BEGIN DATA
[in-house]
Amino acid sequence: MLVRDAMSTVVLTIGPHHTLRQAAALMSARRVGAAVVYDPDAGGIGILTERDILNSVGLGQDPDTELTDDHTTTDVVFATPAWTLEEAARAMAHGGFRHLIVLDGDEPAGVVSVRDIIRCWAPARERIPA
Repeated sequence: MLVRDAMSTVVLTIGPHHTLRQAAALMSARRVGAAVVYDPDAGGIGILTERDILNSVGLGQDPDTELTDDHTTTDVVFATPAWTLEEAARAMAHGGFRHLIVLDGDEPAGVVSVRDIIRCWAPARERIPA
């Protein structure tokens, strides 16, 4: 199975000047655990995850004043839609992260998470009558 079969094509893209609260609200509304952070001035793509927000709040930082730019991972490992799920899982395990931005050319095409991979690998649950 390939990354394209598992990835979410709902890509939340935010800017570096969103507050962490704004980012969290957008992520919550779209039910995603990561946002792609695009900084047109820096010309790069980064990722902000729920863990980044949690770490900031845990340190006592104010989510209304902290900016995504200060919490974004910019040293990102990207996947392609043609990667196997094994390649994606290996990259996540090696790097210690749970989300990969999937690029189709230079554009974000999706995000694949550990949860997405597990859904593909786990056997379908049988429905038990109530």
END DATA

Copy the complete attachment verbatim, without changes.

[in-house]
Amino acid sequence: MLVRDAMSTVVLTIGPHHTLRQAAALMSARRVGAAVVYDPDAGGIGILTERDILNSVGLGQDPDTELTDDHTTTDVVFATPAWTLEEAARAMAHGGFRHLIVLDGDEPAGVVSVRDIIRCWAPARERIPA
Repeated sequence: MLVRDAMSTVVLTIGPHHTLRQAAALMSARRVGAAVVYDPDAGGIGILTERDILNSVGLGQDPDTELTDDHTTTDVVFATPAWTLEEAARAMAHGGFRHLIVLDGDEPAGVVSVRDIIRCWAPARERIPA
């Protein structure tokens, strides 16, 4: 199975000047655990995850004043839609992260998470009558 079969094509893209609260609200509304952070001035793509927000709040930082730019991972490992799920899982395990931005050319095409991979690998649950 390939990354394209598992990835979410709902890509939340935010800017570096969103507050962490704004980012969290957008992520919550779209039910995603990561946002792609695009900084047109820096010309790069980064990722902000729920863990980044949690770490900031845990340190006592104010989510209304902290900016995504200060919490974004910019040293990102990207996947392609043609990667196997094994390649994606290996990259996540090696790097210690749970989300990969999937690029189709230079554009974000999706995000694949550990949860997405597990859904593909786990056997379908049988429905038990109530």